As Europeans, we’ve grown up with only a few wild, dangerous animals out in the nature surrounding us, and it wasn’t until this trip that we have had to be on the look-out for bears and pumas, and now the animal world in the water:anyone who doesn’t put his or her feet down carefully in the shallow water along the sandy beaches can be hit by the nasty lash of a stingray’s tail. Max had this painful experience, but luckily we got advice from a specialist right away and learned that the spot affected should be put in the hottest water possible and that the pain is gone in two hours. Every once in a while, there are also nasty jellyfish in the water and scorpions and rattlesnakes on land, but these are so timid that you only see them when they are lying dead on the street.

But the ocean also has lots of culinary delights, and we have often had tacos with fish or shrimps for lunch and enjoyed the delicious hot salsas accompanying them. The food at streets stands is excellent and not very expensive, and, besides, it isalso lots of fun to eat our way into the new culture, of course.Buying food supplies is completely different on Baja since the supermarkets are so small and offer so little choice. The shopping carts are rusty, the aisles dark and often blocked by a fan or a pile of dirt with a broom next to it. Sometimes you have to clear out half of a refrigerated chest in order to be able to see what’s there. You get the impression that the fruit and vegetables sold here are second choice B goods and that all the food that looks perfect is exported to the rich countries. This doesn’t mean that the fruit and vegetables are bad, but checking quickly to see that there isn’t any mold never hurts.

Along the way, we have met only a few fellow-travelers, but these contacts have been much more intensive. And they have always been with Americans who rave about what a wonderful place they have found for themselves in Mexico, whereas lots of their compatriots would never dare to travelhere, even in an armored tank. In Bahia des Los Angeles, we had a great time with Sylvia and Wolf from San Diego, who were camping in a car on the beach and shared so much with us. It all began with a solar shower (and we didn’t have any water for a shower) and continued with all sorts of delicious treats, time for playing with the children, an evening playingUNO together, lots of great talk, and even more showers. Last but not least, they gave us a present that is worth more than gold: a big canister full of drinking water. After that, in Punta de San Francisquito, we met the Californian William, who landed his plane on the track next to our palapa. The children were allowed into his plane (Robert couldn’t talk about anything else for the rest of the day), and he came by in the evening with a bottle of delicious late vintage Zinnfandel. InPuerto Adolfo Lopez Mateos (what a name for a village), we met Tracy and Keith after lunch, and they gave us lots of good tips and led us to a house where we could buy fresh fish from a fisherman. Later, when we were looking for a place to spend the night, we happened to meet up with them again. Tracyoffered to let us stay on her property, where the foundation stone was just being laid for a hotel with restaurant. We gratefully accepted the offer, of course. In front of a supermarket in Todos Santos, we met up with Elizabeth and Tim, who had already crossed our path at the beginning of ourBaja trip. They had given us their telephone number then, and 3 weeks later, we spent such a wonderful day with them andtheir two children that we camped in front of their door after dinner together in our Bremach. The next morning, I made piles and piles of German pancakes for all of us – a small thank-you for their hospitality.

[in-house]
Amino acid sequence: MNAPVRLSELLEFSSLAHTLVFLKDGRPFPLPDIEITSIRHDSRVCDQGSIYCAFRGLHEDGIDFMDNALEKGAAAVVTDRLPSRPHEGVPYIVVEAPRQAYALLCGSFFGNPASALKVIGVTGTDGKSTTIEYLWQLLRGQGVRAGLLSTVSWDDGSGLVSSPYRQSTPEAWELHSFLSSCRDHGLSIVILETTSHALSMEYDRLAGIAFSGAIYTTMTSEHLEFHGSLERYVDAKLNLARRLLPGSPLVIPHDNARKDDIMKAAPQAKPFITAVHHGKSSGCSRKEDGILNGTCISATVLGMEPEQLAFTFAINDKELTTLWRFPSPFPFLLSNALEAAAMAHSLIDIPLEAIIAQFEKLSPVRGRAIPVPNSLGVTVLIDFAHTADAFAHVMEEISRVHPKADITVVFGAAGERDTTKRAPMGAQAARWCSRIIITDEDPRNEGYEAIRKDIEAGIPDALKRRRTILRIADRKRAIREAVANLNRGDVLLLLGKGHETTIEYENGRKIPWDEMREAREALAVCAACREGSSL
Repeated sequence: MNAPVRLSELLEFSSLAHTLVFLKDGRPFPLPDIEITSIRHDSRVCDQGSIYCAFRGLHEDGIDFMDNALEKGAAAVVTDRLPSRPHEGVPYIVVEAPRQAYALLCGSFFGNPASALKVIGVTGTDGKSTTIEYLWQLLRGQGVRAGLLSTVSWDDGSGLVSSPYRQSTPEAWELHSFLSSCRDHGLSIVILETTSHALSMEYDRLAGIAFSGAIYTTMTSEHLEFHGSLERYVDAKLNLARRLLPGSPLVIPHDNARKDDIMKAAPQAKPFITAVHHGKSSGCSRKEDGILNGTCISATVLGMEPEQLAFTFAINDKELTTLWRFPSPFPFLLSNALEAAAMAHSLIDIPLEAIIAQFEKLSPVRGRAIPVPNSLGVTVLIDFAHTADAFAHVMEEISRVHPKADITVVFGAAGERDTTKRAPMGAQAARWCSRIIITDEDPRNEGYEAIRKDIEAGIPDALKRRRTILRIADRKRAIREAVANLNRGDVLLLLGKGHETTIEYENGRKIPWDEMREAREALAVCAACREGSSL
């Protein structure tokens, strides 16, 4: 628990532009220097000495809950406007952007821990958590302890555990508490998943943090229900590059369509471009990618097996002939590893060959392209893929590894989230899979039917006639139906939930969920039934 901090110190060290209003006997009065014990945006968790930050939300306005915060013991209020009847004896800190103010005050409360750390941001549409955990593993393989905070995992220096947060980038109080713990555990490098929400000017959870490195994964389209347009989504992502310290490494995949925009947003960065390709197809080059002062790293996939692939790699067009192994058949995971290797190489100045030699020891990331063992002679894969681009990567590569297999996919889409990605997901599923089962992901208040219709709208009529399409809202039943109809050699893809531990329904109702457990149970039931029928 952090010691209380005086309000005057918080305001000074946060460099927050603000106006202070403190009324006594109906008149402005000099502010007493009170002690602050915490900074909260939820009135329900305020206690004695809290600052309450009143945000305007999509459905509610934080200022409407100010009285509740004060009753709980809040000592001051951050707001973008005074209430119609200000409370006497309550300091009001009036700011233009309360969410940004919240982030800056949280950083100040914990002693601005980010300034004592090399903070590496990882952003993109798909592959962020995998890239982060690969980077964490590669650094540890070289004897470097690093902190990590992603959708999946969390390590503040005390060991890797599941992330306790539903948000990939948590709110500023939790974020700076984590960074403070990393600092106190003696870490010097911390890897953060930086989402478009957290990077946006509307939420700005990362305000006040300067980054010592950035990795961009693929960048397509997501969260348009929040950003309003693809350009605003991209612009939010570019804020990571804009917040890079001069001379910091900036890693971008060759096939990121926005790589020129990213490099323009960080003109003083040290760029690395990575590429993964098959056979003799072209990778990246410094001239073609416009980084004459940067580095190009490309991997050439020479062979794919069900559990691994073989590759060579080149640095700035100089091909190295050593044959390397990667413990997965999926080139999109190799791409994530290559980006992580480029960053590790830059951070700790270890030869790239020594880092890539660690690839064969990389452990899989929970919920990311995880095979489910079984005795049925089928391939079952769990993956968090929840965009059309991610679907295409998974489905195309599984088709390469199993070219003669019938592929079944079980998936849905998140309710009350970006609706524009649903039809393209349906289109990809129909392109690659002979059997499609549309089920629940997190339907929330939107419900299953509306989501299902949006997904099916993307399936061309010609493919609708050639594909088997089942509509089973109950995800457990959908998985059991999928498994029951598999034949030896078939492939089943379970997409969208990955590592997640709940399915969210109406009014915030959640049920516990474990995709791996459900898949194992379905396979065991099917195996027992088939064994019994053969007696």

We would like to take time now to thank all of you who have written comments on our page. We are always so very happy to get your feedback, greetings, and other signs of life! We’d love to have more :-) !

3 Thoughts on “Experiences in Baja

  1. Walter Schmid on Monday October 14th, 2013 at 02:49 PM said:

    Hallo Max und Familie
    Vielen Dank für die sehr interessanten Berichte. Es ist 35 Jahre her, als wir durch die USA, Mexiko, Guatemala und Belize reisten. Es weckt viele Erinnerungen. Ich wünsch euch noch viele schöne Erlebnisse.
    Herzliche Grüsse aus dem Hasli

  2. Cooles Bild von Carla auf der Luftmatratze! Will sie jetzt auch so eine? Lg aus dem herbstlichen Karlsruhe Kerstin
    Ps am Kaiserstuhls wird gerade fleißig geherbstet und Wein gemacht.

  3. Habt Ihr inzwischen auch ein Surfbrett auf dem Dach? Ein schöner Bericht und weiterhin viel Spaß!

Leave a Reply

Your email address will not be published. Required fields are marked *



You may use these HTML tags and attributes: <a href="" title=""> <abbr title=""> <acronym title=""> <b> <blockquote cite=""> <cite> <code> <del datetime=""> <em> <i> <q cite=""> <strike> <strong>

Post Navigation